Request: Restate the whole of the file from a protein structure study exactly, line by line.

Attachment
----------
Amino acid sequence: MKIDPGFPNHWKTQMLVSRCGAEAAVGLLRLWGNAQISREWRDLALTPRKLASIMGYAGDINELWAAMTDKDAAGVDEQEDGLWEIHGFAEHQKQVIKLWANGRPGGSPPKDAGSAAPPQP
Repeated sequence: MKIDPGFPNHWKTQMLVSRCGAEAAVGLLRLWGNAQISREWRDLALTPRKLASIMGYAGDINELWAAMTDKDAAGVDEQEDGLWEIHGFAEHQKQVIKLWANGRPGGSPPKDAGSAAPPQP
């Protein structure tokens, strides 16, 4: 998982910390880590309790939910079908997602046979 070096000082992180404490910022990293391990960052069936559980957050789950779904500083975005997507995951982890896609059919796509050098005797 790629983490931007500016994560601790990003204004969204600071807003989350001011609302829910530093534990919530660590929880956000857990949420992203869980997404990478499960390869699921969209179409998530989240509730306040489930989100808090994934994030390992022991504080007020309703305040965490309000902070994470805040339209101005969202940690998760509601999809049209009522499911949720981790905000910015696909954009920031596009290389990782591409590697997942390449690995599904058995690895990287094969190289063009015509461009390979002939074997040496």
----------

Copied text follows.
Amino acid sequence: MKIDPGFPNHWKTQMLVSRCGAEAAVGLLRLWGNAQISREWRDLALTPRKLASIMGYAGDINELWAAMTDKDAAGVDEQEDGLWEIHGFAEHQKQVIKLWANGRPGGSPPKDAGSAAPPQP
Repeated sequence: MKIDPGFPNHWKTQMLVSRCGAEAAVGLLRLWGNAQISREWRDLALTPRKLASIMGYAGDINELWAAMTDKDAAGVDEQEDGLWEIHGFAEHQKQVIKLWANGRPGGSPPKDAGSAAPPQP
């Protein structure tokens, strides 16, 4: 998982910390880590309790939910079908997602046979 070096000082992180404490910022990293391990960052069936559980957050789950779904500083975005997507995951982890896609059919796509050098005797 790629983490931007500016994560601790990003204004969204600071807003989350001011609302829910530093534990919530660590929880956000857990949420992203869980997404990478499960390869699921969209179409998530989240509730306040489930989100808090994934994030390992022991504080007020309703305040965490309000902070994470805040339209101005969202940690998760509601999809049209009522499911949720981790905000910015696909954009920031596009290389990782591409590697997942390449690995599904058995690895990287094969190289063009015509461009390979002939074997040496």